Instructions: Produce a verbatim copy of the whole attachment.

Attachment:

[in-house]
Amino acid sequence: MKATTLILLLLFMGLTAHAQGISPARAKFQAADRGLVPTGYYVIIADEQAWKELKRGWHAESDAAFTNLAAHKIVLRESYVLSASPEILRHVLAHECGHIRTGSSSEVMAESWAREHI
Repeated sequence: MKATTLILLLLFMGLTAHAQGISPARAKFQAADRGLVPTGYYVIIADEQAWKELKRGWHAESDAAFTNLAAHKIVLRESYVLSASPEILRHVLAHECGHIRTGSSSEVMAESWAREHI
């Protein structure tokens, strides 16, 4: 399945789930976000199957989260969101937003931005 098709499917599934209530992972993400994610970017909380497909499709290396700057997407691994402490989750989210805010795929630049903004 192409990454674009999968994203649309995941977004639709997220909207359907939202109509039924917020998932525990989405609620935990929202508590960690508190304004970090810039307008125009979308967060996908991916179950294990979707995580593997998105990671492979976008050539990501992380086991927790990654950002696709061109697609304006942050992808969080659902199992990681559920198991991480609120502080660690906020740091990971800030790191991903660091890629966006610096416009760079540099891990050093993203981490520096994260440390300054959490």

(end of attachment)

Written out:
[in-house]
Amino acid sequence: MKATTLILLLLFMGLTAHAQGISPARAKFQAADRGLVPTGYYVIIADEQAWKELKRGWHAESDAAFTNLAAHKIVLRESYVLSASPEILRHVLAHECGHIRTGSSSEVMAESWAREHI
Repeated sequence: MKATTLILLLLFMGLTAHAQGISPARAKFQAADRGLVPTGYYVIIADEQAWKELKRGWHAESDAAFTNLAAHKIVLRESYVLSASPEILRHVLAHECGHIRTGSSSEVMAESWAREHI
């Protein structure tokens, strides 16, 4: 399945789930976000199957989260969101937003931005 098709499917599934209530992972993400994610970017909380497909499709290396700057997407691994402490989750989210805010795929630049903004 192409990454674009999968994203649309995941977004639709997220909207359907939202109509039924917020998932525990989405609620935990929202508590960690508190304004970090810039307008125009979308967060996908991916179950294990979707995580593997998105990671492979976008050539990501992380086991927790990654950002696709061109697609304006942050992808969080659902199992990681559920198991991480609120502080660690906020740091990971800030790191991903660091890629966006610096416009760079540099891990050093993203981490520096994260440390300054959490």